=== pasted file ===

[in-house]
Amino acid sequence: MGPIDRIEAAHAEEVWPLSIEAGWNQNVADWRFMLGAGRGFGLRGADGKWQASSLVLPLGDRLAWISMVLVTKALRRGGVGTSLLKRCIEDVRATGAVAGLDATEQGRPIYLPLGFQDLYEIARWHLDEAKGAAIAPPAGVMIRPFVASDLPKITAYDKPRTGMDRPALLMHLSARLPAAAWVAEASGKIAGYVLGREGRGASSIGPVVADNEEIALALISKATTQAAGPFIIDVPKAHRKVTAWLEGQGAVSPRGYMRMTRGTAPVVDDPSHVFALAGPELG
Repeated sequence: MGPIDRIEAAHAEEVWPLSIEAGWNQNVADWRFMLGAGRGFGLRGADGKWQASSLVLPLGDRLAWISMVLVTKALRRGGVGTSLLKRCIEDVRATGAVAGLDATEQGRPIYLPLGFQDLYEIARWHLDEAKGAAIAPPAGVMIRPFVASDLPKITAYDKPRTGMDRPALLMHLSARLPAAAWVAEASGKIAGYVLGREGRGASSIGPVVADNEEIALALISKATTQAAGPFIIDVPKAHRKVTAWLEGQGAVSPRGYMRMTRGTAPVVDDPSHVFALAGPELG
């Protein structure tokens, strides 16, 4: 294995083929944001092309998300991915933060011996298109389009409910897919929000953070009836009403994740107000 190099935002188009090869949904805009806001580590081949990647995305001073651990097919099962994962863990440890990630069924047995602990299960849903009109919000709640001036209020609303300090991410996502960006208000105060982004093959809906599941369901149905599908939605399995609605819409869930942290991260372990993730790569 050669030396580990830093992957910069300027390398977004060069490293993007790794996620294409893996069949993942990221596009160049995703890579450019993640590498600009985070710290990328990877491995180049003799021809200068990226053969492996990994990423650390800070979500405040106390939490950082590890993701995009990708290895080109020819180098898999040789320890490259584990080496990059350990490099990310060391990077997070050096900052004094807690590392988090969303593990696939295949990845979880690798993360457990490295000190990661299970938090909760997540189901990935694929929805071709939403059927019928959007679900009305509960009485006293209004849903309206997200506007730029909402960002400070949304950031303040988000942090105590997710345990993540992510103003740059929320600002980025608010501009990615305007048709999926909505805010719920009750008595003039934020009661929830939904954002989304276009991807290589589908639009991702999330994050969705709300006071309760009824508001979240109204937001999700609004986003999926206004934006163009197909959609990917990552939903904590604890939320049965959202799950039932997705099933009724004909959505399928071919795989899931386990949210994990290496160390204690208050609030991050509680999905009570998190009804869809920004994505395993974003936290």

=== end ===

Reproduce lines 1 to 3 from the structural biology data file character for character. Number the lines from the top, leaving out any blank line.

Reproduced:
[in-house]
Amino acid sequence: MGPIDRIEAAHAEEVWPLSIEAGWNQNVADWRFMLGAGRGFGLRGADGKWQASSLVLPLGDRLAWISMVLVTKALRRGGVGTSLLKRCIEDVRATGAVAGLDATEQGRPIYLPLGFQDLYEIARWHLDEAKGAAIAPPAGVMIRPFVASDLPKITAYDKPRTGMDRPALLMHLSARLPAAAWVAEASGKIAGYVLGREGRGASSIGPVVADNEEIALALISKATTQAAGPFIIDVPKAHRKVTAWLEGQGAVSPRGYMRMTRGTAPVVDDPSHVFALAGPELG
Repeated sequence: MGPIDRIEAAHAEEVWPLSIEAGWNQNVADWRFMLGAGRGFGLRGADGKWQASSLVLPLGDRLAWISMVLVTKALRRGGVGTSLLKRCIEDVRATGAVAGLDATEQGRPIYLPLGFQDLYEIARWHLDEAKGAAIAPPAGVMIRPFVASDLPKITAYDKPRTGMDRPALLMHLSARLPAAAWVAEASGKIAGYVLGREGRGASSIGPVVADNEEIALALISKATTQAAGPFIIDVPKAHRKVTAWLEGQGAVSPRGYMRMTRGTAPVVDDPSHVFALAGPELG